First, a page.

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Moscow Playwright Comes Home : Interview with “The Whale” writer Samuel Hunter

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Lauren Paterson
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The film "The Whale" shown at the Kenworthy Performing Arts Center in Moscow, Idaho

It’s a sunny, wintry day at the historic Kenworthy Theatre in downtown Moscow. Black letters on the marquis spell out “THE WHALE” — a new film generating Oscar-buzz, written by Samuel Hunter, who himself grew up in Moscow.

“His productions of ‘Lewiston / Clarkston,’ and ‘A Bright New Boise’ have been major events here at the Kenworthy. So it’s really cool to see that there’s a homecoming of sorts with this film,” said Colin Mannex, executive director of the Kenworthy.

Mannex says he worked hard behind the scenes with production studio A24 to bring the film to Moscow and says he’s followed Hunter’s work since he was an early playwright.

The film, set in Moscow, follows Charlie, a six-hundred pound English professor (Brendan Fraser) as he tries to reconnect with his estranged daughter Ellie (Sadie Sink.) Charlie is homebound, reclusive and cared for by his longtime nurse as his health starts to decline.

“With ‘The Whale,’ for the first time, I kind of put a lot more personal stuff on the line.”

That’s Playwright Samuel Hunter. The first play he produced was at the Moscow Community Theatre and was performed at the Borah Theatre, a venue still located on the University of Idaho campus.

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Courtesy of A24
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Brendan Fraser stars as English teacher Charlie in ‘The Whale,’ which premieres at the Kenworthy on Friday, January 13.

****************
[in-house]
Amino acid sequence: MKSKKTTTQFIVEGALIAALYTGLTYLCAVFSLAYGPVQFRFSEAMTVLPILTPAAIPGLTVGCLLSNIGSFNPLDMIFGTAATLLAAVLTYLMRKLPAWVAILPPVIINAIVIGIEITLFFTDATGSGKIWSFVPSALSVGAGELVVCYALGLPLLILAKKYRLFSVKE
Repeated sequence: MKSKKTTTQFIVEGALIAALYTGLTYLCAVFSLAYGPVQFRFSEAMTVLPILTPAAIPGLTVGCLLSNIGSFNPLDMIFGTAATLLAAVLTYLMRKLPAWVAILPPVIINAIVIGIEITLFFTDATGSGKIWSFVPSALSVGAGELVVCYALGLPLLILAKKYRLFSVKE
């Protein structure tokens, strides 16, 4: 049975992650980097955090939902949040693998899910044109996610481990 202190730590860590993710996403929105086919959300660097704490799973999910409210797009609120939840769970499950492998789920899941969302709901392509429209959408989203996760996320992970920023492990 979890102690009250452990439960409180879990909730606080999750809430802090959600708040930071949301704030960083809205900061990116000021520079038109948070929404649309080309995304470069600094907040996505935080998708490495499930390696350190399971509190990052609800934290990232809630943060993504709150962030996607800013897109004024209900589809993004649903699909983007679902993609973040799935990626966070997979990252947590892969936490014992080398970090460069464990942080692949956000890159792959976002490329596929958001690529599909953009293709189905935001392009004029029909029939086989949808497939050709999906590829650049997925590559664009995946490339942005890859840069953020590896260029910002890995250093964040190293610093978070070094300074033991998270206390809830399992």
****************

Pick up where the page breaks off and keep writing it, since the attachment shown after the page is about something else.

He said he went all the way to New York University to study playwriting. Though he was learning more about theater in the big city, he said he really found his footing when he started setting his plays in Idaho.

“Just because it was like a landscape that I felt like I really knew and was familiar with,” said Hunter.

Hunter’s family has lived in Moscow for six generations. The small town surrounded by rolling hills is a special place to him, evident by how he continues to return to the gem state over and over again in his work, he says.

“The specificity of Idaho, I think, allows me to get at more universal truths,” Hunter said.

Director Darren Aronofsky, from left, Brendan Fraser and Samuel D. Hunter pose for photographers at the photo call for the film 'The Whale' during the 79th edition of the Venice Film Festival in Venice, Italy against a purple backdrop.

Director Darren Aronofsky, from left, Brendan Fraser and Samuel D. Hunter pose for photographers at the photo call for the film ‘The Whale’ during the 79th edition of the Venice Film Festival in Venice, Italy, Sunday, Sept. 4, 2022. (Photo by Joel C Ryan/Invision/AP)

Hunter attended a fundamentalist Christian school in Moscow growing up, and was part of a local church. He says had to leave when it was discovered he was gay.

Leaving that religious community was really hard. He says he didn’t want to leave God behind, but was told that an indelible part of his identity was in opposition to God.

“It took years and years to process it,” said Hunter. “And, for me, you know, that kind of depression and self-loathing can materialize in many, many, many different ways. But for me, it materialized in using food as a coping mechanism.”

Hunter says he fell into depression in his early 20s, and that when writing the play, he pulled from his personal life in order to bring realism to the characters.

“I had been self-medicating with food for a really long time and had been rapidly gaining weight,” he said. “And I had never really seen that specific story rendered.”

While Hunter eventually reconciled his religious split, the process took years. It later inspired him to create the backstory for one of the characters. He also had to adapt his writing into a screenplay.

“I remember I was walking through Washington Square Park one day and my agent called. And he said, ‘Darren Aronofsky wants to meet with you.’”

Hunter says it was a long, slow process bringing the play into the realm of film. He was on set the entire time, and worked closely with the actors, he says.

The challenge of the movie, he says, is to have faith in other people.

“Faith in humanity is like a really difficult, complicated project,” Hunter said. “And I think that’s what essentially the story is about — it’s about hard-won hope.”

Lauren Paterson discovered the power of storytelling in 5th grade while growing up in Twin Falls, Idaho. Her homemade exercise video featuring Barbie being devoured by Tyrannosaurus Rex had her classmates howling, and she’s been hooked by the power of media ever since.